Decision Makers Perceptions on the Current State of the Family Navigator Project in Quebec

Poster Presentation
Saturday, May 4, 2019: 11:30 AM-1:30 PM
Room: 710 (Palais des congres de Montreal)
A. Ibrahim1, I. Winkelmann2, K. Shikako-Thomas3 and M. Elsabbagh4, (1)McGill University, Montreal, QC, Canada, (2)Douglas Mental Health University Institute, Montreal, QC, Canada, (3)School of Physical and Occupational Therapy, McGill University, Montreal, QC, Canada, (4)McGill University, Montreal, PQ, Canada
Background: Families with an autistic child often experience stress as a result of the prolonged waiting period in accessing services in many communities. Our previous research in the Canadian context has shown that families experience significant barriers to access and coordinate care for their child, which can increase the burden on caregivers and prevent the delivery of necessary intervention services for their child. Navigation is defined as a professional-led model aiming to facilitate continuity of care and promote patient empowerment. Access to a Family Navigator is one of the policy priorities articulated as a strategy to address challenges in care coordination. However, there are currently no validated models for autism nor information on the potential active ingredients for effective delivery.

Objectives: To describe the perceptions of decision-makers on the Family Navigator model and the current and potential role of the Family Navigator strategy within public sector services.

Methods: Key informant open-ended interviews with decision makers within a large health care network in the province of Quebec (serving 37,4400 people). Of 22 decision makers, 8 were identified from the organizational chart of the health and social services network. They were included because their areas of involvement covered physical, intellectual deficiency, autism, mental health or youth protection. Interviews were audio-recorded and transcribed verbatim. Thematic analysis of interview transcripts was conducted by two independent reviewers using NVivo11.

Results: Emerging themes suggest diverging perspectives and experiences of Family Navigator functions across different levels of services (primary vs secondary vs specialist).This includes (a) the professional background of a Navigator, e.g., social worker vs educator, (b) whether their involvement is episodic (i.e. during transition periods and crisis), or continuous (addressing the various needs as they emerge), and (c) their initial point of contact (i.e., around time of diagnosis vs. in primary care around the time of initial concerns). In terms of current implementation of navigation functions in health and social services, decision makers identified duplication in the functions in first and second line services which can be addressed by increasing communication and collaboration between care teams. Finally, beyond public sector health and social services, the role of the community organizations was highlighted as a potential facilitator of navigation functions.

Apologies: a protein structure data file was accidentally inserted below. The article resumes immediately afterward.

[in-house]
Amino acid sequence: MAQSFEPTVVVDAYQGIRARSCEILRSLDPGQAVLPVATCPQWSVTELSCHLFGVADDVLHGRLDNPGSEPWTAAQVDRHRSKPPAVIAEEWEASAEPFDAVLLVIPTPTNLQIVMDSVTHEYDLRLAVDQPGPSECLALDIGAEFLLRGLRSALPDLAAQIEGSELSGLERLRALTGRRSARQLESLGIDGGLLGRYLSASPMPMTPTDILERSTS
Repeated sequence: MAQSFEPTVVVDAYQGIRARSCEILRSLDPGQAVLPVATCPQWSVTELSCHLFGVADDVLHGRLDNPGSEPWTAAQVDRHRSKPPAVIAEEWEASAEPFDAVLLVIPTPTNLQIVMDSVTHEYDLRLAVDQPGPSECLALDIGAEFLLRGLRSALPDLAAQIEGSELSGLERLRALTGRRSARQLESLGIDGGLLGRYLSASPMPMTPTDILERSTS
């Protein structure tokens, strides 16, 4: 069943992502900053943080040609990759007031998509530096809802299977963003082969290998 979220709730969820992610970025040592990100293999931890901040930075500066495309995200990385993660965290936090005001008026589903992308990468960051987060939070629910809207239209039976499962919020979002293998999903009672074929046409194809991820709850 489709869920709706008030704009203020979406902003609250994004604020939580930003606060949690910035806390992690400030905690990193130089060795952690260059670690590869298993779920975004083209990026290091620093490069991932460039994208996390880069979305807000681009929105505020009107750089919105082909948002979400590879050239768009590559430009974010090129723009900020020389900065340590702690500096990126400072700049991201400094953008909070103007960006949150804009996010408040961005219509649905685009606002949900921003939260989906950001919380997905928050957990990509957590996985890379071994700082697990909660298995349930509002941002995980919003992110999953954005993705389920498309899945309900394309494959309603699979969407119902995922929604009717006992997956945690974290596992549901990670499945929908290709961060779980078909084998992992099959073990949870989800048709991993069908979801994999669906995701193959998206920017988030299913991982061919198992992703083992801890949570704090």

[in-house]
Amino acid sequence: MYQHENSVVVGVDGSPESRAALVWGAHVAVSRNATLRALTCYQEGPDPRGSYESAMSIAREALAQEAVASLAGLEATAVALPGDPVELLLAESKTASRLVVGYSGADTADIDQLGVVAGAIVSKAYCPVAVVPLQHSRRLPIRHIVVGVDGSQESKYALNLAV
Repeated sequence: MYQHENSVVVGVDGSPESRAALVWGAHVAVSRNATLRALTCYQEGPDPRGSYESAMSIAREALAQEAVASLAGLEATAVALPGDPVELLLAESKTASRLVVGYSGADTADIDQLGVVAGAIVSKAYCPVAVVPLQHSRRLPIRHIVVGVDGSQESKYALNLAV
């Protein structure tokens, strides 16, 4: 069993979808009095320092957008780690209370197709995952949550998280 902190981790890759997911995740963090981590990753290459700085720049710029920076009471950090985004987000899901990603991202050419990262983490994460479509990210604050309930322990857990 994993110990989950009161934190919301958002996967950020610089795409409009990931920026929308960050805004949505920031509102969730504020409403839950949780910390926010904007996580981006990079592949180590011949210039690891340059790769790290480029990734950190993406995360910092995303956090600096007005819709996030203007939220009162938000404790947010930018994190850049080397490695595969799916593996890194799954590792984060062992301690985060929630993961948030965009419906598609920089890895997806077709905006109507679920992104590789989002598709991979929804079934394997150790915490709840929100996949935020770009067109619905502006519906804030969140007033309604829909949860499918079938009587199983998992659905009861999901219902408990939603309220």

Conclusions: Decision-makers need a more concrete definition of the role and functions of Family Navigators in health and social services. Navigation is perceived as an essential strategy in supporting families of autistic children however the importance of having a Navigator assigned to one person early on across different levels of services is crucial for its beneficial outcomes. Future directions may include adaptation of evidence-based models from other areas of research into the autism system of care.